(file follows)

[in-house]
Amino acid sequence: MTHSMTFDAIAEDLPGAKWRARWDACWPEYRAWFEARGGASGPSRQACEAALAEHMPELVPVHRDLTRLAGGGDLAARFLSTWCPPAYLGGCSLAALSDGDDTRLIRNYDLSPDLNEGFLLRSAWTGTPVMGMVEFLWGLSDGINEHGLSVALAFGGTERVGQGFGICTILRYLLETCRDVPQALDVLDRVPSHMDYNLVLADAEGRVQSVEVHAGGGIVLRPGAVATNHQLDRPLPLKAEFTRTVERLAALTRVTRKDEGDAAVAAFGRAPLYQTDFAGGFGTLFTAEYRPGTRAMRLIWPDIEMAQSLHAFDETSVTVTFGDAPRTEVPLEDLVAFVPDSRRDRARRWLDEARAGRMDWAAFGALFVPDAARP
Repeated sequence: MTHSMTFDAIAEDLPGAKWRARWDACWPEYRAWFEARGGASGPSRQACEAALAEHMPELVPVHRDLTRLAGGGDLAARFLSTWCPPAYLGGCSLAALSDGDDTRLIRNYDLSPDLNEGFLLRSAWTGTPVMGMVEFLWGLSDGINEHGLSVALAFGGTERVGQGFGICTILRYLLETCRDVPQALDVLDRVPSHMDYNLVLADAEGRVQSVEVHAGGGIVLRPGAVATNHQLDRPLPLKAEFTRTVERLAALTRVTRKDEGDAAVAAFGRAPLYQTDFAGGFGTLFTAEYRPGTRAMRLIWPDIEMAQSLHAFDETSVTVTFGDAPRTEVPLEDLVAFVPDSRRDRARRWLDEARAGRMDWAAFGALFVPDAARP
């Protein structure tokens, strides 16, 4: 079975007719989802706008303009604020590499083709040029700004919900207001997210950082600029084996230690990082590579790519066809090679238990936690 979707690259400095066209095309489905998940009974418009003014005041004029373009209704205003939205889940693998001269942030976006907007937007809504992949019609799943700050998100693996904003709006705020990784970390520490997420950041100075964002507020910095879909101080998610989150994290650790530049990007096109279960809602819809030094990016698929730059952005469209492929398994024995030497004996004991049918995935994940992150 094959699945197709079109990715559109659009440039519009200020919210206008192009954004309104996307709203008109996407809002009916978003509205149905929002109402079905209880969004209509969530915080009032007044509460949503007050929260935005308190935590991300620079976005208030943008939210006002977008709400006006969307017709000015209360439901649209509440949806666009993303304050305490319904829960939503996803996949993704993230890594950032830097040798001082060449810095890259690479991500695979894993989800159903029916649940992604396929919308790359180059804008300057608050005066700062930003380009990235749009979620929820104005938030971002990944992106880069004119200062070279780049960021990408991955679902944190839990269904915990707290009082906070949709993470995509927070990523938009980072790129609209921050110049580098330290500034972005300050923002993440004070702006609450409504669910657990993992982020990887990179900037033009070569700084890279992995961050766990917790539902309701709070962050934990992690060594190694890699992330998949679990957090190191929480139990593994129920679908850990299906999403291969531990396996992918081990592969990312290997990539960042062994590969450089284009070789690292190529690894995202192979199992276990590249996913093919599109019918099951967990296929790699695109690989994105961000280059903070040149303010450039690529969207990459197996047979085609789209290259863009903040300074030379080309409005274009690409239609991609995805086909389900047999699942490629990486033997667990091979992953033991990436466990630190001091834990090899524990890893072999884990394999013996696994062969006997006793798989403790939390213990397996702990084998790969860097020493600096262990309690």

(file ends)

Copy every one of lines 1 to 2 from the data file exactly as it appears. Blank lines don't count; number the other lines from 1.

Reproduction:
[in-house]
Amino acid sequence: MTHSMTFDAIAEDLPGAKWRARWDACWPEYRAWFEARGGASGPSRQACEAALAEHMPELVPVHRDLTRLAGGGDLAARFLSTWCPPAYLGGCSLAALSDGDDTRLIRNYDLSPDLNEGFLLRSAWTGTPVMGMVEFLWGLSDGINEHGLSVALAFGGTERVGQGFGICTILRYLLETCRDVPQALDVLDRVPSHMDYNLVLADAEGRVQSVEVHAGGGIVLRPGAVATNHQLDRPLPLKAEFTRTVERLAALTRVTRKDEGDAAVAAFGRAPLYQTDFAGGFGTLFTAEYRPGTRAMRLIWPDIEMAQSLHAFDETSVTVTFGDAPRTEVPLEDLVAFVPDSRRDRARRWLDEARAGRMDWAAFGALFVPDAARP